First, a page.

Ports and Connectivity

A close up of the Thinkpad X13s ports
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Apple’s new The 2021 MacBook M1s are bringing back the old HDMI port, but in the Windows on ARM space things are different. Many laptop makers are sticking with USB-C to keep devices thin and light, and that’s what ends up happening with the ThinkPad X13s. But there are additional connectivity benefits you won’t find on a MacBook M1.

On the ThinkPad X13s, you’ll find 2 USB-C 3.2 Gen 2 ports, an audio jack, as well as a SIM card tray. Other than that, there is native support for 5G-enabled Sub 6 and 5G mmWave connectivity, which is absent on Apple’s M1-powered MacBooks.

A dialog to connect to 5G on the ThinkPad X13s.
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It wasn’t available for me to test, but Lenovo says the device can upgrade to 5G mmWave, 4G LTE, or sub6 Wireless WAN for “super-fast, highly secure, on-the-go connectivity.” This is the first 5G ThinkPad, although it’s far from the first 5G Windows laptop.

There have been others, like the HP Elite Dragonfly G2 or the Lenovo Flex 5G. 5G and LTE laptops offer always-connected advantages, especially when away from Wi-Fi, as I’ve said before, and this ThinkPad is no different.


A close up of the communication bar on the Thinkpad X13s.
Arif Bacchus/ Digital Trends

Another unique feature of the ThinkPad X13s is the communication bar at the top of the device. It sports three 360-degree far-field microphones and a 5-megapixel webcam. When I turned this webcam on, I was thrilled to see the quality. I could make out the thin threads of my mask, as well as the background colors of the sofa I was sitting on.

Lenovo also says it worked with Qualcomm and Microsoft to enable some special communication features on this ThinkPad. However, I couldn’t try them. AI-powered auto-framing keeps you in frame during Teams calls. Intelligent noise cancellation is also available during video conferencing calls to cut out background noise on both ends of calls.

There’s even a neat trick, where the ThinkPad can detect human presence by automatically turning off or dimming the display when the user looks away. Other features include posture and screen time recognition, and vision health notifications. All thanks to the Snapdragon 8cx Gen 3 computer vision processor.

Performance and battery life

The Task Manager application opens on the Thinkpad X13s.
Arif Bacchus/ Digital Trends

In the past, we didn’t like laptops and tablets with Qualcomm processors for poor performance and app emulation issues. Microsoft made improvements with 64-bit app emulation in Windows 11 on ARM devices, and Qualcomm’s new Snapdragon 8cx also promises big performance gains. All of this combines to give the ThinkPad X13s Apple M1 performance potential.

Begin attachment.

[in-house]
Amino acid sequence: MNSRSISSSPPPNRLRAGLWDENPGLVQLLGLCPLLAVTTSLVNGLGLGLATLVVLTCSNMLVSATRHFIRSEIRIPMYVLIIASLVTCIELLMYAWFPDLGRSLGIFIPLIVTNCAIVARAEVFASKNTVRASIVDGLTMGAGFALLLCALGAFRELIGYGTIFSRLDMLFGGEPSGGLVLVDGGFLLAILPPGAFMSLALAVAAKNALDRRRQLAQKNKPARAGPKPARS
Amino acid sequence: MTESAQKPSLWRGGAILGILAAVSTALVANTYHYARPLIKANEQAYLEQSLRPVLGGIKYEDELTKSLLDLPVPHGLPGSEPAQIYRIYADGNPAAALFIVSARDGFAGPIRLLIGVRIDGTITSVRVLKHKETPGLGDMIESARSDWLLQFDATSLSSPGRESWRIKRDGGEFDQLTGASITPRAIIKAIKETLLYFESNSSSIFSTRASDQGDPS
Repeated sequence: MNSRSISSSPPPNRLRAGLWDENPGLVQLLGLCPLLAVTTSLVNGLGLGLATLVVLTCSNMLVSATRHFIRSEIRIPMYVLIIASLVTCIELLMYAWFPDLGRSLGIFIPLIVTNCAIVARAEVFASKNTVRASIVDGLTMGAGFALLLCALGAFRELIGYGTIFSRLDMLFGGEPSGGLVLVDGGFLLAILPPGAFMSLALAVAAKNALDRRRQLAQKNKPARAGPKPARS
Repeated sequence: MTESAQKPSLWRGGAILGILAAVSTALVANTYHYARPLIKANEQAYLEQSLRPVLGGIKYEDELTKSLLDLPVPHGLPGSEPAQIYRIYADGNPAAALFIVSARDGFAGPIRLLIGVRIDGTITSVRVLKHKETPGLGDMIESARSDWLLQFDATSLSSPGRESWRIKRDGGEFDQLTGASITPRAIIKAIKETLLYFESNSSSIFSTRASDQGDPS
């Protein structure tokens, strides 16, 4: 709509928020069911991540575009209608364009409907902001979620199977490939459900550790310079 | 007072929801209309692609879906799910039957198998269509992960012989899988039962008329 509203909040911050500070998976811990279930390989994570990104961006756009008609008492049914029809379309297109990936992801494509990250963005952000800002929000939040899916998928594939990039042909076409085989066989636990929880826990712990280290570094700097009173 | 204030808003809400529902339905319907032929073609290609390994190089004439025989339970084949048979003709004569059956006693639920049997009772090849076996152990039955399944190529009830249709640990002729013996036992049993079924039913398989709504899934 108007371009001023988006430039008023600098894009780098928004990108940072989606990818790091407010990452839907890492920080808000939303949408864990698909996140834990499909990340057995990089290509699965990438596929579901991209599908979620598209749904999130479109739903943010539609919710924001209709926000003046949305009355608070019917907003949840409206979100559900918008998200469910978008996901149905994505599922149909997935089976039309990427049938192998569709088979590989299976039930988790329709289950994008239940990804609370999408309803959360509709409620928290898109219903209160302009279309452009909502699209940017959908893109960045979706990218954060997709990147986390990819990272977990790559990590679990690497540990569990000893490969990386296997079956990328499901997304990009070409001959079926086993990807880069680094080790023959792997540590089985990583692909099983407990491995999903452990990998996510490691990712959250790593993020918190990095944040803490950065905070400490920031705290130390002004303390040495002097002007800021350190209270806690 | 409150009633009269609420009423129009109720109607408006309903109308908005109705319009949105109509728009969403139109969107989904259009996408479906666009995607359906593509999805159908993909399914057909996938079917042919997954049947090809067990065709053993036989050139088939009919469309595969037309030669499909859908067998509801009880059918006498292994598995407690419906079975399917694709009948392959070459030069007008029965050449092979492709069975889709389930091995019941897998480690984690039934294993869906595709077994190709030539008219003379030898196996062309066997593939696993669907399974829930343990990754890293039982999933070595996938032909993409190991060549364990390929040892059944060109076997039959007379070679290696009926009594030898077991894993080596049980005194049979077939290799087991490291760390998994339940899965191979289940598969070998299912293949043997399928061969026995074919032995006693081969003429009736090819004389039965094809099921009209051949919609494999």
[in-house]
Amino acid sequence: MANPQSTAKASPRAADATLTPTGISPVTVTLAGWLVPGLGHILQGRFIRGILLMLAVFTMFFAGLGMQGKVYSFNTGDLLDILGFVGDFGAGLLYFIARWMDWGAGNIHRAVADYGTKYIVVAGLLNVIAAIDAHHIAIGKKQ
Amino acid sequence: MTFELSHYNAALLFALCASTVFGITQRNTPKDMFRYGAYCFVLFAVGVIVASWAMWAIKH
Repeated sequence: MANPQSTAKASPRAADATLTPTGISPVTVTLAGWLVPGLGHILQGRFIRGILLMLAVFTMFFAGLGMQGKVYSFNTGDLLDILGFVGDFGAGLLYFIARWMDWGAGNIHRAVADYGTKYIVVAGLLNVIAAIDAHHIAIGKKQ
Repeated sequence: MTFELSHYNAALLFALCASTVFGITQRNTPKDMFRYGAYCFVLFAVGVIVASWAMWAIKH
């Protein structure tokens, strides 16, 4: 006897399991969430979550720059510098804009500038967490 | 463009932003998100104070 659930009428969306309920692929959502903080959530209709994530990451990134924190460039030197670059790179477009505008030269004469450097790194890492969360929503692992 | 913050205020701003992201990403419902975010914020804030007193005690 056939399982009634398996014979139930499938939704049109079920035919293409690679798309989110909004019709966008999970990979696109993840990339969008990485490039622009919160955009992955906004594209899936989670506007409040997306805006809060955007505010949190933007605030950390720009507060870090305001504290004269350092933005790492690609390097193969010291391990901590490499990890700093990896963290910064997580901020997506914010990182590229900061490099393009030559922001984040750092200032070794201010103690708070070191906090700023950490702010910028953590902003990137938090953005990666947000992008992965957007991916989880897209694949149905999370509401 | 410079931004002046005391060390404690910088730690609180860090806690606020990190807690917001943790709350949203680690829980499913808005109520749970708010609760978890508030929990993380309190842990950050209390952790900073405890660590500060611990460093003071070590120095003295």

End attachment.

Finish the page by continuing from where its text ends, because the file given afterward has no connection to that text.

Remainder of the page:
Previously leaked benchmarks have shown the Snapdragon 8cx to be as good as a 25-watt 12th Gen Intel U-series processor. It’s no wonder Lenovo is promising that system-level performance on this device can be increased by up to 57% and multitasking can be up to 85% faster.

After trying the ThinkPad X13s with this chip, I can’t help but think I got a glimpse of this performance. Sure, I couldn’t run any benchmarks, but for the web browsing I did, the chip was able to keep up.

The Qualcomm logo on a Lenovo laptop.

A mix of Microsoft Edge tabs, office apps like Word and PowerPoint, and other system apps ran smoothly on the device. I opened Task Manager to check, and the system CPU usage was barely at 5% in my unscientific tests. Even putting the device to sleep and out of sleep was flawlessly smooth, and I was able to get right back into the action.

Many Microsoft apps are now optimized for ARM processors, and Lenovo tells me that Microsoft’s Azure program ensures native compatibility and unchanged experiences for mission-critical apps on this device. Microsoft even built the Pluto security chip for this ThinkPad and put it inside the Qualcomm Secure Processing Unit. This security chip provides chip-to-cloud protection of user identity, data and applications.

When it comes to battery life, Lenovo promises up to 28 hours of video playback. We’re keen to test this claim, but we’ve found that the average battery life isn’t too far off from Intel machines. It’s not scientific, but the system I tested was at 100% when I removed it from the charger and only went down to around 95% after 45 minutes.

Price and availability

ThinkPad X13s will be available from May 2022, starting at $1,099. In the US, ThinkPad X13s will be available on AT&T and Verizon later in 2022. More specific availability and pricing will be shared later.

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Abdul J. Gaspar